Review: ‘Salamander’ by Thomas Wharton

By oldenglishrose - Last updated: Friday, August 20, 2010 - Save & Share - Leave a Comment

An eccentric count in Slovakia summons the great London printer Nicholas Flood to his castle for an unusual assignment: the creation of an infinite book. Flood is intrigued by the challenge as he is drawn to the count’s daughter, Irena. Their passion (and its shattering consequences) becomes the catalyst for Flood’s spellbinding, world-spanning quest in the company of his young daughter, Pica, who was raised in a Venice ospedale. Along the way the novel gathers stories that range from a Chinese tale of jealousy and lost love, to the remarkable history of Alexandria’s other great library, and to epoch-making moments on the battlefields of colonial America.  (Goodreads Summary)

I wanted to like this book much more than I actually did, as the story had the potential to be so good. I liked the way that the setting was just far enough removed from the recognisable historical past that it feels uncanny and strange rather than totally different; the ideas the novel has about books are intriguing and enjoyable; and some of the descriptive passages are excellent. Unfortunately, it just didn’t quite live up to the expectations of the blurb or of the beginning of the book.

The book essentially has two plots: the first of the mad mechanical castle and its inhabitants and the second of the journey around the world in quest of the components for the infinite book. Both would have been quite good on their own, but they did not seem to be particularly well meshed together and for most of the book they felt entirely separate. I would rather that both sections had been fleshed out a bit and more interwoven with each other to create a longer book. As it stands, both stories feel skimmed over at times and neither is concluded in as satisfactory a manner as I feel it should be.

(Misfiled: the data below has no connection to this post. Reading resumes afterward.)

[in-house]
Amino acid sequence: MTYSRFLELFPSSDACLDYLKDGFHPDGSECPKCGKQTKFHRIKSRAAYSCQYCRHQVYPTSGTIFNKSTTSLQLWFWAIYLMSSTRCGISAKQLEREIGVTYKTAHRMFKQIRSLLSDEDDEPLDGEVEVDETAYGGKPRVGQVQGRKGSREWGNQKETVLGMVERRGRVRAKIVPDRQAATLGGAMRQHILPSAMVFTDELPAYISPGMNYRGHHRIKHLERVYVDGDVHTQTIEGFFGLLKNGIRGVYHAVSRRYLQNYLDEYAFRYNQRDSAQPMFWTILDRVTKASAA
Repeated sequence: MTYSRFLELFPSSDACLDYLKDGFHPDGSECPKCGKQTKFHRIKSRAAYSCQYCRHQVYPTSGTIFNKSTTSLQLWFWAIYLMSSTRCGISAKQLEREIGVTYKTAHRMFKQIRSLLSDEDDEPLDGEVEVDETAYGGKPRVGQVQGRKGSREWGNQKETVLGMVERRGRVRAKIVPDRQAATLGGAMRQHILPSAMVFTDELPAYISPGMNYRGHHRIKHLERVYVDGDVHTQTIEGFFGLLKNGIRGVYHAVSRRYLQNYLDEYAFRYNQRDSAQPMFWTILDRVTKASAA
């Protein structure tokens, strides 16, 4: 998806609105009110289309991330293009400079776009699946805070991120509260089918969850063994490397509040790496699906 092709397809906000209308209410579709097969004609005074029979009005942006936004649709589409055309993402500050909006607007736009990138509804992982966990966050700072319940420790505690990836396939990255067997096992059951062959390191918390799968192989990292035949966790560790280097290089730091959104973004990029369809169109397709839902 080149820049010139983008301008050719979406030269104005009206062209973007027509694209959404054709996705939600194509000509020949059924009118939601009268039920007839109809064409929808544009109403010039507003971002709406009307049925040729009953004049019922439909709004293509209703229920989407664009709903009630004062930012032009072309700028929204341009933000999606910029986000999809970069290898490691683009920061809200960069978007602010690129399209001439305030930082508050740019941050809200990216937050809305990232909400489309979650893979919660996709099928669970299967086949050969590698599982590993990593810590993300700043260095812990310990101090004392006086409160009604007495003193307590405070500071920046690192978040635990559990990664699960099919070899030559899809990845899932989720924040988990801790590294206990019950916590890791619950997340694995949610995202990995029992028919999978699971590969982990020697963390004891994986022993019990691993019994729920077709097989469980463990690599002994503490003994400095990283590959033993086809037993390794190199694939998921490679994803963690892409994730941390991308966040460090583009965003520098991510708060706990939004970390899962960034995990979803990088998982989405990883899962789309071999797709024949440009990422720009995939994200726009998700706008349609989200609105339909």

I also found the lack of quotation marks very distracting. Direct speech was indicated with dashes and came across more like reported speech, a device which was used all too often in any case. The result of this was that I often found the characters to be remote and unreal. I wish this book had been better.

Salamander by Thomas Wharton.  Published by Flamingo, 2003, pp. 372.  Originally published in 2001. 

N.B. This is an old review written in 2010 and posted on Goodreads and LibraryThing before I started keeping track of all the books I read here at Old English Rose Reads.  I’ve decided to keep copies here so that this remains a complete record of my reading since I started reviewing books for my own pleasure.

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